Antibiotics are a type of antimicrobial medication used to fight or prevent bacterial infections in people and animals. Antimicrobial resistance develops when the bacteria develop the ability to survive exposure to the antibiotics used to treat infections caused by them. This problem makes the medication ineffective in stopping or slowing the growth of a specific disease-causing organism. It’s an important issue worldwide — resistant bacteria make it harder to fight human and animal infections effectively. Antimicrobial resistance is a natural phenomenon which can be made worse by environmental contamination, misusing antibacterial cleaning products, and using antibiotics in human or animal medicine too much or incorrectly. Health Canada has established four categories of antimicrobials, based on their importance to human medicine. They range from Category I (“very high importance”) to Category IV (“low importance”). Farmers need a veterinary prescription to buy any Category I, II, and III products to use in livestock or poultry, and using any of these products to promote growth is banned.
Better animal housing, nutrition, and health, mean that fewer antibiotics are used on farms today than in the past.
The bottom line:
Antibiotics are a valuable tool for treating sick people and animals, so it is important that everyone uses them responsibly. Resistance is a complex topic, and critically-important research into resistance is happening around the world in both human and animal medicine.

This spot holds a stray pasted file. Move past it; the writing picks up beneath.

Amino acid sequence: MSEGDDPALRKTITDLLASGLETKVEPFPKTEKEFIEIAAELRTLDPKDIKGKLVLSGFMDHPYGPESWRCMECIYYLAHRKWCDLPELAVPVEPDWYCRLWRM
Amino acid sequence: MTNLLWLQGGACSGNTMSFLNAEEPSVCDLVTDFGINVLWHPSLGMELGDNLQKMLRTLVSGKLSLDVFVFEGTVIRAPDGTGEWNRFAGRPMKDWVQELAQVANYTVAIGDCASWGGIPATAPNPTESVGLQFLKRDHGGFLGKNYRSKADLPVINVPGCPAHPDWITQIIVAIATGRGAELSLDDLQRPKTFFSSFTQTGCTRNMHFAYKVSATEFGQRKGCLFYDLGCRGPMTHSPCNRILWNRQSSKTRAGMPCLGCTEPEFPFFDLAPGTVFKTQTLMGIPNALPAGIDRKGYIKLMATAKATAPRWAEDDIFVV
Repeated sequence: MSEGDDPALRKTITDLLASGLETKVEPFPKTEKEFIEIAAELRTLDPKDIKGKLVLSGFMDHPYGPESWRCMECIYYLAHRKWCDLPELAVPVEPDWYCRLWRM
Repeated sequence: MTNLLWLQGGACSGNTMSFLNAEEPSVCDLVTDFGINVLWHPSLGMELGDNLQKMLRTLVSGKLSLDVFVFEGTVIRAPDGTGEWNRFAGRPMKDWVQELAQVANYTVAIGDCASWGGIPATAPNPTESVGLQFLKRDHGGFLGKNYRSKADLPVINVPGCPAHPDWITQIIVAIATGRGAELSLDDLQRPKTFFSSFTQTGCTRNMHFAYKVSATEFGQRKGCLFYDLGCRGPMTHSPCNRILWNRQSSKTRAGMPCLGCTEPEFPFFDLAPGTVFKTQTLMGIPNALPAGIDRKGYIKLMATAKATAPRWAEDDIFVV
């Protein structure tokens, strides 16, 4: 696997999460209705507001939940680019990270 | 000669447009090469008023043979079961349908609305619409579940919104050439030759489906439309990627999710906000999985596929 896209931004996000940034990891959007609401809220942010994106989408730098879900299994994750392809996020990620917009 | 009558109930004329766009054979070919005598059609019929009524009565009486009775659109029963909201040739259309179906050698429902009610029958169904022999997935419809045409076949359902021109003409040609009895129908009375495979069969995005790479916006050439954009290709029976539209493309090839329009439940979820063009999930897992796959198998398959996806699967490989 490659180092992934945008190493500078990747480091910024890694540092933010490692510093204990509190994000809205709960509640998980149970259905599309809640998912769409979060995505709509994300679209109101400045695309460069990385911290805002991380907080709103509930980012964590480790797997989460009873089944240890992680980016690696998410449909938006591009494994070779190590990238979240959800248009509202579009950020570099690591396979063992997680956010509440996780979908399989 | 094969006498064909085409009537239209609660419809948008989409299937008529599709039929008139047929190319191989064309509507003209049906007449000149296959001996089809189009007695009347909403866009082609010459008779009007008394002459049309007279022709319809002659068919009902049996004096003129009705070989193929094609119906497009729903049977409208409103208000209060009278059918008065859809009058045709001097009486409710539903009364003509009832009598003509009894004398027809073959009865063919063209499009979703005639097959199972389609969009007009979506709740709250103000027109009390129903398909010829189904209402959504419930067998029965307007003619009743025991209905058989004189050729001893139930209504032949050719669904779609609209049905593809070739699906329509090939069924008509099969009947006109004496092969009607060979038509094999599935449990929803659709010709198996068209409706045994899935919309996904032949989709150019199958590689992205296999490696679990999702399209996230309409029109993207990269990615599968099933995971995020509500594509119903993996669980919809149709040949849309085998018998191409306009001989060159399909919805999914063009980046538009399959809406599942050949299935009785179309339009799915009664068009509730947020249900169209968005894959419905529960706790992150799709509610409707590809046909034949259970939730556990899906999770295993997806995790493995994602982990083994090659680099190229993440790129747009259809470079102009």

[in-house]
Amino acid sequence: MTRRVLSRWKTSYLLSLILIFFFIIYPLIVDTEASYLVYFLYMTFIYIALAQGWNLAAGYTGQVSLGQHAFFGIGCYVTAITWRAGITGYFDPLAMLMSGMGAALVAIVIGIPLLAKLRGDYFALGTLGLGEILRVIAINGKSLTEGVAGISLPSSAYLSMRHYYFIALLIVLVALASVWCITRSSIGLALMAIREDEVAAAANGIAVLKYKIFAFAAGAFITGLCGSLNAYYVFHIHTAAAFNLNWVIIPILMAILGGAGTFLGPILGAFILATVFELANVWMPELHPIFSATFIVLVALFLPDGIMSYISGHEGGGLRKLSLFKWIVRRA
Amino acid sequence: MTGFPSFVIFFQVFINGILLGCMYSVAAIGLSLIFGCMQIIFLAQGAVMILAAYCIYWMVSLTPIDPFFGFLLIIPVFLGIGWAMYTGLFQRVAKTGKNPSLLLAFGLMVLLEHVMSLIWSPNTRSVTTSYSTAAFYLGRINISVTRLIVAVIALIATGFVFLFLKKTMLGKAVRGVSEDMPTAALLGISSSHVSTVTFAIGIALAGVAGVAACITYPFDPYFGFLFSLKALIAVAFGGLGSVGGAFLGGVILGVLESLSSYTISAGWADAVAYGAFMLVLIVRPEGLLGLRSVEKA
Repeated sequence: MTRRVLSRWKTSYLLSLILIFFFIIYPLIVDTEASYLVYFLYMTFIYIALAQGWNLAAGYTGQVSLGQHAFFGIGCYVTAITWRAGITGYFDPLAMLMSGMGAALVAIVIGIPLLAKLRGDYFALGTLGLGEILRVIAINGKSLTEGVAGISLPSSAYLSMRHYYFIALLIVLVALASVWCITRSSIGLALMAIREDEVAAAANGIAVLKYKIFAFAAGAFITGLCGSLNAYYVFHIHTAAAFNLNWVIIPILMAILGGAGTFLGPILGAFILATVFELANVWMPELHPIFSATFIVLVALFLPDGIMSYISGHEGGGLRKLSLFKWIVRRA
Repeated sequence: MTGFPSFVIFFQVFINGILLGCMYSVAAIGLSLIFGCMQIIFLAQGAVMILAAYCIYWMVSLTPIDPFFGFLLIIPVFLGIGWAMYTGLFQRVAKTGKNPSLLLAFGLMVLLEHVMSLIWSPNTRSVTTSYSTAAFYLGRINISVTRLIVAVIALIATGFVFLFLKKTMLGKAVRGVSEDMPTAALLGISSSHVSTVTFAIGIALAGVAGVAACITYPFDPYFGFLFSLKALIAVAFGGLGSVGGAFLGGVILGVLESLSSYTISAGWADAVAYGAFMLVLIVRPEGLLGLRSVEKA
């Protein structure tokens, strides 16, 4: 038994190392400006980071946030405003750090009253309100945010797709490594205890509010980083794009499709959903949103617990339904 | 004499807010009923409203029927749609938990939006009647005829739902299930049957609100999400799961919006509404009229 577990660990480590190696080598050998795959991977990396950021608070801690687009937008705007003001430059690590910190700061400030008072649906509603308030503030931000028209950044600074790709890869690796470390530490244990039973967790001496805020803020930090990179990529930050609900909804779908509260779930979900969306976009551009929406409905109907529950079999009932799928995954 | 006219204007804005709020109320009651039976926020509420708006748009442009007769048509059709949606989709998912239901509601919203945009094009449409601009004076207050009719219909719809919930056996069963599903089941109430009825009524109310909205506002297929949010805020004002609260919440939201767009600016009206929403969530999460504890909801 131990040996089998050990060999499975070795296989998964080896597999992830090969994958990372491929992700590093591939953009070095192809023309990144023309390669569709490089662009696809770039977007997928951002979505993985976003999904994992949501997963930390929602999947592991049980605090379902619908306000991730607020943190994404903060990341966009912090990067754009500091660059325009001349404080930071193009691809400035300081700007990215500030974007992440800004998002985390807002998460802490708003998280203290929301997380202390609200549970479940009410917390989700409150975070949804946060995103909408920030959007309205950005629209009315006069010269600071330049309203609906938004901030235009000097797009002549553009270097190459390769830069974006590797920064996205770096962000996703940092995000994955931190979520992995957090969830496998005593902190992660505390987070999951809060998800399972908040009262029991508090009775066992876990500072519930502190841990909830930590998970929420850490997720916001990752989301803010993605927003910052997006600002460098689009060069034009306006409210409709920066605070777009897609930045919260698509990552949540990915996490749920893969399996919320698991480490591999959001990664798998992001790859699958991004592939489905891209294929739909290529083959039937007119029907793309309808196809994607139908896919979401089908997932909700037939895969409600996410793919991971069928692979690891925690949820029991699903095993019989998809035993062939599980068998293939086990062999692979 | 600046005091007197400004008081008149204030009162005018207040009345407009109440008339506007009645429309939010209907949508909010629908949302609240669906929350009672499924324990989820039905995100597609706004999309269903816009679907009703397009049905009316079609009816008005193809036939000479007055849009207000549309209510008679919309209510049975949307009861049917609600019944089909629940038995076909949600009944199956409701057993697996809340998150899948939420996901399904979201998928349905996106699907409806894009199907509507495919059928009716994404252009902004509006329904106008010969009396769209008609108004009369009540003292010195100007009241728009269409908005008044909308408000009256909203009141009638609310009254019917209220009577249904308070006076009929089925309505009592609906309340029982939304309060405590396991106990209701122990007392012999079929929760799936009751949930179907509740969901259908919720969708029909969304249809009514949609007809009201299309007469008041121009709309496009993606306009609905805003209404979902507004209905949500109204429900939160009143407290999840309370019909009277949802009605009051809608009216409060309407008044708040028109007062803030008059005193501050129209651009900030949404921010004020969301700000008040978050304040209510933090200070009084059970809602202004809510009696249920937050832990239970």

What are drug residues?
Drug residues are traces of medication left over in meat, milk, or eggs, after an animal has been treated. Every animal health product, like antimicrobials, vaccines or supplements, has what is called a “withdrawal period” — a specific amount of time a farmer must wait before sending a treated animal or its products to market. This buffer ensures that food is safe and free of residues. As an added layer of security, government staff working at processing plants also test the foodstuffs for these residues to ensure food safety.
Raw facts about raw milk
Milk that is raw has not been pasteurized, meaning that it could still contain harmful bacteria and other pathogens that can cause severe, or in some cases, fatal illness. It is illegal to sell raw milk or cream products in Canada (except for certain raw milk cheeses). All milk has to be pasteurized before being sold. Pasteurization means that the milk is heated to a high temperature, which kills bacteria, but does not affect its high quality. Milk is sampled and tested at every farm to ensure its safety and quality before being picked up by the milk truck. And every milk truckload is tested and graded again at the processing plant, so that if there’s a problem, the entire load is rejected and disposed of. It’s something dairy farmers and processors take very seriously. Food-borne illnesses Human and animal digestive systems are home to billions of bacteria, including some that can cause severe illness or even death if people consume contaminated food or water. Escherichia coli (E. coli), Salmonella, and Listeria monocytogenes are the three most common causes of food-borne illness. Canada’s food producers and processors use many different tools to keep food free from pathogens that cause food-borne illness. Consumers have a role to play too: proper storage temperatures; cooking meats to proper temperatures; washing produce thoroughly; and washing hands regularly before handling food, after using the washroom, or after petting animals.